Learn from the street vendor. My mother has been buying vegetables from a particular street vendor for two decades now. Think about it—irrespective of floods, strikes and holidays she comes around selling her vegetables. Every morning, she borrows money at an interest rate of 10 percent a day, pays Rs 50 for her cart rental and Rs 15 for kerosene. In the evening, she has to determine the pricing strategy for vegetables that remain, as she has no refrigeration at home. After all these expenses, she has enough to feed herself and her family. And she does all of this without an MBA. Has one ever been cheated by a street vendor? Has one ever heard about a street vendor going out of business?
On the other hand, we are aware of what happened with Lehman Brothers or now with Kingfisher Airlines or with so many of the software companies in the ‘90s. The street vendors know how to balance social and financial sustainability. We need to learn from them.
Repeated studies around the world show that maps of conflict zones and those of energy and economic poverty overlap. We, the so-called ‘educated Indians’, should take note of rather than sweep these problems under the carpet or believe that existing market forces and market capital will provide the solutions. One always hears from the business world—‘to increase the value for shareholders’. This is a very lopsided statement. What businesses should really work towards is ‘to increase the value for all stakeholders’, that include end-users, employees, management and shareholders.
To ensure long-term sustainability of the business and loyalty amongst users, the eco-system required by the market—financing, technology, skilled human resources—must be adequately developed. The end-users’ satisfaction with the value of the service provided is also equally important in ensuring this loyalty. Only if the employees and management are measured qualitatively rather than purely on financial results can one expect loyalty from them. The end result is a creation of a sustainable organisation that focusses on long-term sustainability and not purely on quarterly results.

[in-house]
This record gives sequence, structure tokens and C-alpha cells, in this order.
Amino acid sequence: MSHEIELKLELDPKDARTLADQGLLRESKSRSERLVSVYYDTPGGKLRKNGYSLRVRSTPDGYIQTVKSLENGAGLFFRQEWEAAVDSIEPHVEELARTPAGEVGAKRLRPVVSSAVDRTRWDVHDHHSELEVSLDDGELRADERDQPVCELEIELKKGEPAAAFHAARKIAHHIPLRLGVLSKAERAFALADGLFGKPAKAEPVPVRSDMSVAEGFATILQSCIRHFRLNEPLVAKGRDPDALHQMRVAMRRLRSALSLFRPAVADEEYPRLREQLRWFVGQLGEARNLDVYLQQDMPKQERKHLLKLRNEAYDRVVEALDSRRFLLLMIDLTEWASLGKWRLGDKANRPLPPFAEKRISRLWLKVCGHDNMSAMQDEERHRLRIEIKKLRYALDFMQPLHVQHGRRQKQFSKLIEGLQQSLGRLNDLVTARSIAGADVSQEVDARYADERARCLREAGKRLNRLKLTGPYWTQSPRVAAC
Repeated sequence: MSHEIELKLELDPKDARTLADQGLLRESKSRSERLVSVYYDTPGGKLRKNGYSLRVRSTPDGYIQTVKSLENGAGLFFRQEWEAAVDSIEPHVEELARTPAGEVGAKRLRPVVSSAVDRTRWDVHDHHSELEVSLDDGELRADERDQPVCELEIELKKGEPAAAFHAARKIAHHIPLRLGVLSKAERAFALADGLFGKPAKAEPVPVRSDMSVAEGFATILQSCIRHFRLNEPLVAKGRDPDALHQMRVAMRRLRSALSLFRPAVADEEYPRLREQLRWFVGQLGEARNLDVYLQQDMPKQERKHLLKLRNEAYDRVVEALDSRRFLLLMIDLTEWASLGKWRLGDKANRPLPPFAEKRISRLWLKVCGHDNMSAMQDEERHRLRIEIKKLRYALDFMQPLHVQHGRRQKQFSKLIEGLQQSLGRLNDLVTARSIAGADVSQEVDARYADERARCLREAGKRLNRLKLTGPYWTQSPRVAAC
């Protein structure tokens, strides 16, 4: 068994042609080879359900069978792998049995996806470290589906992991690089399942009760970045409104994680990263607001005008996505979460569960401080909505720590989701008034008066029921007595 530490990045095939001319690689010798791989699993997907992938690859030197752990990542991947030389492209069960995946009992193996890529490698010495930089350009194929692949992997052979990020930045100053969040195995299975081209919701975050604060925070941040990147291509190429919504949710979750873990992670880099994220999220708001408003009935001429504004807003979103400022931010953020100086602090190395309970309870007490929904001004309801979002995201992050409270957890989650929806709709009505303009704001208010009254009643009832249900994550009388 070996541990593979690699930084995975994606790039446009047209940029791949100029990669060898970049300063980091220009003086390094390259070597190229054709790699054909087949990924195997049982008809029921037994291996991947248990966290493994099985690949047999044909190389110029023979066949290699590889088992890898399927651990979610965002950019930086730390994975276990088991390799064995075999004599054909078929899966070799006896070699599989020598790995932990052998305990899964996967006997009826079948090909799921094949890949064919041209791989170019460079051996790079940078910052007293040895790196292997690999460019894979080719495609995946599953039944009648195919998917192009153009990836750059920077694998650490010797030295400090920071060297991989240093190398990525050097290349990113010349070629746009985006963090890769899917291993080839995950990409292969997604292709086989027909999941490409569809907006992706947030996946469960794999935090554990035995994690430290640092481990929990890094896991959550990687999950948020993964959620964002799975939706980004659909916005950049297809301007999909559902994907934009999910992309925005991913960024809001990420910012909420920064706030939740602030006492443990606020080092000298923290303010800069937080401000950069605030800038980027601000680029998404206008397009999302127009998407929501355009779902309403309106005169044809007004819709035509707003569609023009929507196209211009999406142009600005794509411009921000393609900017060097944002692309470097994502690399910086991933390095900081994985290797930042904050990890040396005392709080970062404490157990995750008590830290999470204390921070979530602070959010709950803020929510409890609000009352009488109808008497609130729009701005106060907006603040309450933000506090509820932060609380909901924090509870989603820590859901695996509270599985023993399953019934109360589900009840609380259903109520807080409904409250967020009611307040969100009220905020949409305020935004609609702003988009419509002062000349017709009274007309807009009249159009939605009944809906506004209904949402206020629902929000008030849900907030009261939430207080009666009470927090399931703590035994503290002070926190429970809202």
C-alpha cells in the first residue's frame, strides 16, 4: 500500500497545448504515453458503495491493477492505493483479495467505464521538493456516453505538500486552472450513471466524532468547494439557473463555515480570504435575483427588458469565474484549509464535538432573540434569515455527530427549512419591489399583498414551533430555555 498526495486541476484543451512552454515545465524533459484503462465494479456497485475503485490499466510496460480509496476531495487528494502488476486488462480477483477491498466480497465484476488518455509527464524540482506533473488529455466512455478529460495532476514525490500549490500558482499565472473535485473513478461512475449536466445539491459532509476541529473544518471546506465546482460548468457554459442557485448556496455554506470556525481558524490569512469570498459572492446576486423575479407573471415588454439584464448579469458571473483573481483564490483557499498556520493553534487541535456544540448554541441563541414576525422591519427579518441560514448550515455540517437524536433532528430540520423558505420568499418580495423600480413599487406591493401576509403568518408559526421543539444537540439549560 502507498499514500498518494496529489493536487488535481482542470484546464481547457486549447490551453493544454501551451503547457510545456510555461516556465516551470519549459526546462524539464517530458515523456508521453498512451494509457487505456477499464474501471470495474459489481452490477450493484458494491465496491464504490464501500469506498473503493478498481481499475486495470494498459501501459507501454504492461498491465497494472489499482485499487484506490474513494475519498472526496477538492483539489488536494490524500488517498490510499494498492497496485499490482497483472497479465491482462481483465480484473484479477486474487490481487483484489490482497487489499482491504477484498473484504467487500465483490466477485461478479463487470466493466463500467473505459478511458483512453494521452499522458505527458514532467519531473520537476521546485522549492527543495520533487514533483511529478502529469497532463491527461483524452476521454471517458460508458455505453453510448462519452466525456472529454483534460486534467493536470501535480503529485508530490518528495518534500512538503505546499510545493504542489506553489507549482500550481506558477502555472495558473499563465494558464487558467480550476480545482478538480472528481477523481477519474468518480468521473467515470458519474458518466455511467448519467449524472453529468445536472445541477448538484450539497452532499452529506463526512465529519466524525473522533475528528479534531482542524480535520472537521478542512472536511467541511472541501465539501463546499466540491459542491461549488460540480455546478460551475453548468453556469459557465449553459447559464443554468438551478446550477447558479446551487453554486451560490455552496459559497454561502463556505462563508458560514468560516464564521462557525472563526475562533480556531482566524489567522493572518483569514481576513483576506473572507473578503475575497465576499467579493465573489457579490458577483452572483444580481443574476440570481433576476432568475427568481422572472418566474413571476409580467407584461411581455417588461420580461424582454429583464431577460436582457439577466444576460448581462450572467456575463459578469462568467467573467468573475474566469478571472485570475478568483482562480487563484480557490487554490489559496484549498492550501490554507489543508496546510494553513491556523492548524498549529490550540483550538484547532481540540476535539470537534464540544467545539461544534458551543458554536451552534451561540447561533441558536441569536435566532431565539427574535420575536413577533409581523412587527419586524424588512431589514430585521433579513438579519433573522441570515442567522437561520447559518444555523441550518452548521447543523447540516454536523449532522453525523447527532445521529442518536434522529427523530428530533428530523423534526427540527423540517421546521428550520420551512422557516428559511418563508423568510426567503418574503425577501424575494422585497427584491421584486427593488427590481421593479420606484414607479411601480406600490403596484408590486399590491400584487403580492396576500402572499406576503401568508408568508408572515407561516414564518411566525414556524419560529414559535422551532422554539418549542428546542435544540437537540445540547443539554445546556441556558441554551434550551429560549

In the present day, aren’t we, the ‘educated Indians’, taking advantage of poverty? Are we not subsidising ourselves by enjoying the ‘lower than market rate’ services of the poor, as domestic help and drivers? A number of companies are branding their strategies as being inclusive by producing ‘cheap’ products that target the ‘bottom of the pyramid’. The justification of inclusion here is that by buying cheap products, the poor are paying their, read management, salaries. These types of justifications are insulting for a ‘fast’ growing nation like India, where there is often a complete lack of understanding of the poor and their needs. For sustainable solutions to be provided by enterprises in a market-based manner, enterprises must look beyond shareholders as their primary stakeholders and quarterly results as their primary goals.
The street vendors of the country, small farmers in the seventies and eighties, Gandhi’s model of business sustainability in a decentralised manner have all conveyed modern businesses a message—society can be served in sustainable manner—without charity and in a market-based fashion. Mindless attention to Internal Rate of Return (IRRSs), incentives purely based on numbers and the neglect of social and environment sustainability are ingredients of financial disaster—ironical, right? Prove me otherwise.
I end with how I began—in the 21st century, India is one of the leading economies. Now is the time for India to show its leadership in creating market-based solutions that strive on sustainability and ethics.